Why Ohio's union membership declined in 2023
The ratio of Ohio workers who are members of a union declined in 2023, but still remains above the national rate.
Why it matters: Advocates say unions are a needed proponent of worker rights and compensation, while critics say unions throttle progress in the workplace, Axios' Nathan Bomey writes.
By the numbers: 12.5% of Ohio workers were in a union last year, down slightly from 12.8% in 2022.
- The total number of unionized workers remained unchanged (at around 641,000), but the workforce grew by a few hundred thousand Ohioans in that time.
- An additional 50,000 workers are not union members, but their jobs are covered by a labor association contract.
The big picture: The share of American workers in a union hit a new low in 2023, to just one in 10 — down significantly from 20.1% in 1983, the first year of data reported by the Bureau of Labor Statistics.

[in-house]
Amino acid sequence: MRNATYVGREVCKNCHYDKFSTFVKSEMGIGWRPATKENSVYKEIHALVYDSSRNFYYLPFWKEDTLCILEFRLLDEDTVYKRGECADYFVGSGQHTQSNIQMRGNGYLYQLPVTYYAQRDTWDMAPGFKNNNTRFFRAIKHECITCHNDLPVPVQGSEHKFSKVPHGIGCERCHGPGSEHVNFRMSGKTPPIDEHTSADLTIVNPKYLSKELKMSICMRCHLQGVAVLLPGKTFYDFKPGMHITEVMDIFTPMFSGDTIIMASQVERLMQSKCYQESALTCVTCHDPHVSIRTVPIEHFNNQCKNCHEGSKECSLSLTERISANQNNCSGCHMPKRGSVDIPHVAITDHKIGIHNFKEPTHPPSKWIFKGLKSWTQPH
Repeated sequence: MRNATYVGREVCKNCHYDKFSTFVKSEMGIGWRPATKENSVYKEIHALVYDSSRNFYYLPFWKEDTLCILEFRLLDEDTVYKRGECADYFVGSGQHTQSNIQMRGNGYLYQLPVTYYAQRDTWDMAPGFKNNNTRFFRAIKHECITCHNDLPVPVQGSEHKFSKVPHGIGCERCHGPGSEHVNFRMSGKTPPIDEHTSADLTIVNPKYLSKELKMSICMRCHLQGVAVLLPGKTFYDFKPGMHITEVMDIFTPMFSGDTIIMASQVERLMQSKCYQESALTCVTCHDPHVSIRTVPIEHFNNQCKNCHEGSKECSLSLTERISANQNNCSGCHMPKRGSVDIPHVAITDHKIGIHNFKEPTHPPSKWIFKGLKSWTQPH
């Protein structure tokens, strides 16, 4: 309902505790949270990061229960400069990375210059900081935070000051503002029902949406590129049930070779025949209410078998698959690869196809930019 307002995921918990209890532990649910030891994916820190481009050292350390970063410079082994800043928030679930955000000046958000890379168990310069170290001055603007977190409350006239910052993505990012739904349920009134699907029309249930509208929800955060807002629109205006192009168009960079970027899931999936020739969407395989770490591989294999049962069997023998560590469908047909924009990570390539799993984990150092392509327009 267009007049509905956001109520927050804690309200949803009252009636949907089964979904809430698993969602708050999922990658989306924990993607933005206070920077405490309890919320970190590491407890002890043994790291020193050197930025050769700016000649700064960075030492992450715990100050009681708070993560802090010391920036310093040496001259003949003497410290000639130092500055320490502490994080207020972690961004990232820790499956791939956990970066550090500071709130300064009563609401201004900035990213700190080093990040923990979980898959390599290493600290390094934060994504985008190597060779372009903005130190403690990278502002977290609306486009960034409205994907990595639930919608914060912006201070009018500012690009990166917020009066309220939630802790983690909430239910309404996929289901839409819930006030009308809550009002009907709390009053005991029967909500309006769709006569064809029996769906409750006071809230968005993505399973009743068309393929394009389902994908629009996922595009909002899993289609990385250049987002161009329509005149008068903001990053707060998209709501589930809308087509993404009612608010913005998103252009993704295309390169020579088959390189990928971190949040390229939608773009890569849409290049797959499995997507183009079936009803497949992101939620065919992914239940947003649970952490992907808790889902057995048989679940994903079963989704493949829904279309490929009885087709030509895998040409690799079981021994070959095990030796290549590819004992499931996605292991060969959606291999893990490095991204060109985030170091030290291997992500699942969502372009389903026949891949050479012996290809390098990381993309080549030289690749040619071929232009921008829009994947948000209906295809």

- A far greater percentage of public workers (32.5%) are in a union compared to private-sector workers (6%).
- Union members earned a median income of $1,263 per week compared to $1,090 for non-union workers.
Between the lines: Ohio's shifting jobs landscape has contributed to the decline in union workers.
- The state lost nearly 340,000 manufacturing jobs — which tend to be heavily unionized — between 2000-2022, per federal data compiled by the left-leaning think tank Policy Matters Ohio.
- Ohio lost tens of thousands more jobs in the utilities, construction and government sectors, which also historically have had significant levels of union membership.
Yes, but: The state gained approximately 200,000 jobs in education and health services during that period, both of which have seen new unionization campaigns of late.
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